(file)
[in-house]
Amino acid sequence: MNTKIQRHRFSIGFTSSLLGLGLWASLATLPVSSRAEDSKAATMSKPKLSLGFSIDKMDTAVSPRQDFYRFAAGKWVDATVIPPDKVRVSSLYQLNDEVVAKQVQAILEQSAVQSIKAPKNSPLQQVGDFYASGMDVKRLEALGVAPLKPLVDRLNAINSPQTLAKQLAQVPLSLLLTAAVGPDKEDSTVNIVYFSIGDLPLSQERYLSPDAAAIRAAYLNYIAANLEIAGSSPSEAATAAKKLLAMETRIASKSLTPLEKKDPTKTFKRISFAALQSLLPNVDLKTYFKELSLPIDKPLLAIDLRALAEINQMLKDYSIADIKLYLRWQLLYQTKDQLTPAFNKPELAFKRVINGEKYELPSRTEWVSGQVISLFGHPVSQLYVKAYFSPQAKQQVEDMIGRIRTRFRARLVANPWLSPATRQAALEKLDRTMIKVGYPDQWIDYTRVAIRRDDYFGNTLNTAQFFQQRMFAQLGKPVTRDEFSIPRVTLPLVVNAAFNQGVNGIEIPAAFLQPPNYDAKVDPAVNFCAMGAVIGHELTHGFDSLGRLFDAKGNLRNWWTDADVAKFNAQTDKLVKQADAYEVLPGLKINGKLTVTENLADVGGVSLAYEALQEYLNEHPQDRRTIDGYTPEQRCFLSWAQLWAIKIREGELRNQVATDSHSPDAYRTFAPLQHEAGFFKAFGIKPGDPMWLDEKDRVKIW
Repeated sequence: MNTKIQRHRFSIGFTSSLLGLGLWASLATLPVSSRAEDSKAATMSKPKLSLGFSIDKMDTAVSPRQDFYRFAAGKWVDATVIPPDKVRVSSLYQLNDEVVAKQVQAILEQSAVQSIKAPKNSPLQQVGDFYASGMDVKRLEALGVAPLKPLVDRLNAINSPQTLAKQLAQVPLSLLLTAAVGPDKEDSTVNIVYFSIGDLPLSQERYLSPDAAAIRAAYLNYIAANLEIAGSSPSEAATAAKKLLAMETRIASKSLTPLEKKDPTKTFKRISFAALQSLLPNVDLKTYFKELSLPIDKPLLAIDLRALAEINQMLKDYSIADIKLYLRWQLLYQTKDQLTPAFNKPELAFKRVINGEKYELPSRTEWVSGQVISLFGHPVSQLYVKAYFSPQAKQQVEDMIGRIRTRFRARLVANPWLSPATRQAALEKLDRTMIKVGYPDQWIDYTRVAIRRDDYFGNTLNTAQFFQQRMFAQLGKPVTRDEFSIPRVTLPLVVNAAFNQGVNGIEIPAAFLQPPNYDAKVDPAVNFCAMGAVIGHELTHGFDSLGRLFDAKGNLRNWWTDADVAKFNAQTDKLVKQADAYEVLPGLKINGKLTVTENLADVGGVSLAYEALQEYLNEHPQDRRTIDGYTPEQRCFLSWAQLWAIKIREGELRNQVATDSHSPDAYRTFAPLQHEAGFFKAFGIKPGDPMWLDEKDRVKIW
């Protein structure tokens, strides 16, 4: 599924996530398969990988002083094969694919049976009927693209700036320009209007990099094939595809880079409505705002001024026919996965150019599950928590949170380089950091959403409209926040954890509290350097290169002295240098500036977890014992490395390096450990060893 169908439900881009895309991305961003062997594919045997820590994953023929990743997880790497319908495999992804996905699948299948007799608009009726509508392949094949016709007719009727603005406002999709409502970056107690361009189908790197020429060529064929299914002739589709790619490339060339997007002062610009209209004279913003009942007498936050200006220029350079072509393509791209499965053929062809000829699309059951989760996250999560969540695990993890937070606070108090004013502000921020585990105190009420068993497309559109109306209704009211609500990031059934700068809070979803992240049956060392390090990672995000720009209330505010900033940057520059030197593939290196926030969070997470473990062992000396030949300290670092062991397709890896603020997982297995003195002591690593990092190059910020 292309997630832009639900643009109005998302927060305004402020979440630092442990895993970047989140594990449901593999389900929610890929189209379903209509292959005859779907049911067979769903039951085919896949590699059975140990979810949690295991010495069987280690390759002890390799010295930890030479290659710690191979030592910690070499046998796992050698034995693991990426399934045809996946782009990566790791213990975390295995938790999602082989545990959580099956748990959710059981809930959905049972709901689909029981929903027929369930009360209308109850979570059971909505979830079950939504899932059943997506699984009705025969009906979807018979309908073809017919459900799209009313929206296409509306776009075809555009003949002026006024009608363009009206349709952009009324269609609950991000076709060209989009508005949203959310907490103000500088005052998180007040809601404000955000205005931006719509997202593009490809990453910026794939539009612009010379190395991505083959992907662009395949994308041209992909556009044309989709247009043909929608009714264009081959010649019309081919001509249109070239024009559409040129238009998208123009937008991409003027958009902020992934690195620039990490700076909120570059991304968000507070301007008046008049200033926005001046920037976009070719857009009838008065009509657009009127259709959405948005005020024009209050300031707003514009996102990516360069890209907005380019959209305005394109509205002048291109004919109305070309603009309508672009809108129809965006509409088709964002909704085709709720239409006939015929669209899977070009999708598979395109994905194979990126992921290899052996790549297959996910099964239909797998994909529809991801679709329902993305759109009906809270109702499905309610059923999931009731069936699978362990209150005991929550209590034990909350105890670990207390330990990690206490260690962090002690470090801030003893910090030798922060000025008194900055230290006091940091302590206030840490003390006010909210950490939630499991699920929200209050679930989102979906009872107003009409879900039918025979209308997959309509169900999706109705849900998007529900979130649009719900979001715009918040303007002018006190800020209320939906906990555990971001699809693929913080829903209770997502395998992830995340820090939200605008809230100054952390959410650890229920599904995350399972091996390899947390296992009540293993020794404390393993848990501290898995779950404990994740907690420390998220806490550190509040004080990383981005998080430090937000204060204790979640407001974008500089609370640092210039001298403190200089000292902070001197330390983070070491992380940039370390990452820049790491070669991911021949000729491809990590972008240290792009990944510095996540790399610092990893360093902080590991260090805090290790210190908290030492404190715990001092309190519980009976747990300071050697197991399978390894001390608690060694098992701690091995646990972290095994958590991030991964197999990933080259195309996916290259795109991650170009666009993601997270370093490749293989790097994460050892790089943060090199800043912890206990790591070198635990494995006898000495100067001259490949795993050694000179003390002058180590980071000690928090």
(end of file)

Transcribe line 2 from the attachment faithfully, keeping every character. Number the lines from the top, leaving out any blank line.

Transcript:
Amino acid sequence: MNTKIQRHRFSIGFTSSLLGLGLWASLATLPVSSRAEDSKAATMSKPKLSLGFSIDKMDTAVSPRQDFYRFAAGKWVDATVIPPDKVRVSSLYQLNDEVVAKQVQAILEQSAVQSIKAPKNSPLQQVGDFYASGMDVKRLEALGVAPLKPLVDRLNAINSPQTLAKQLAQVPLSLLLTAAVGPDKEDSTVNIVYFSIGDLPLSQERYLSPDAAAIRAAYLNYIAANLEIAGSSPSEAATAAKKLLAMETRIASKSLTPLEKKDPTKTFKRISFAALQSLLPNVDLKTYFKELSLPIDKPLLAIDLRALAEINQMLKDYSIADIKLYLRWQLLYQTKDQLTPAFNKPELAFKRVINGEKYELPSRTEWVSGQVISLFGHPVSQLYVKAYFSPQAKQQVEDMIGRIRTRFRARLVANPWLSPATRQAALEKLDRTMIKVGYPDQWIDYTRVAIRRDDYFGNTLNTAQFFQQRMFAQLGKPVTRDEFSIPRVTLPLVVNAAFNQGVNGIEIPAAFLQPPNYDAKVDPAVNFCAMGAVIGHELTHGFDSLGRLFDAKGNLRNWWTDADVAKFNAQTDKLVKQADAYEVLPGLKINGKLTVTENLADVGGVSLAYEALQEYLNEHPQDRRTIDGYTPEQRCFLSWAQLWAIKIREGELRNQVATDSHSPDAYRTFAPLQHEAGFFKAFGIKPGDPMWLDEKDRVKIW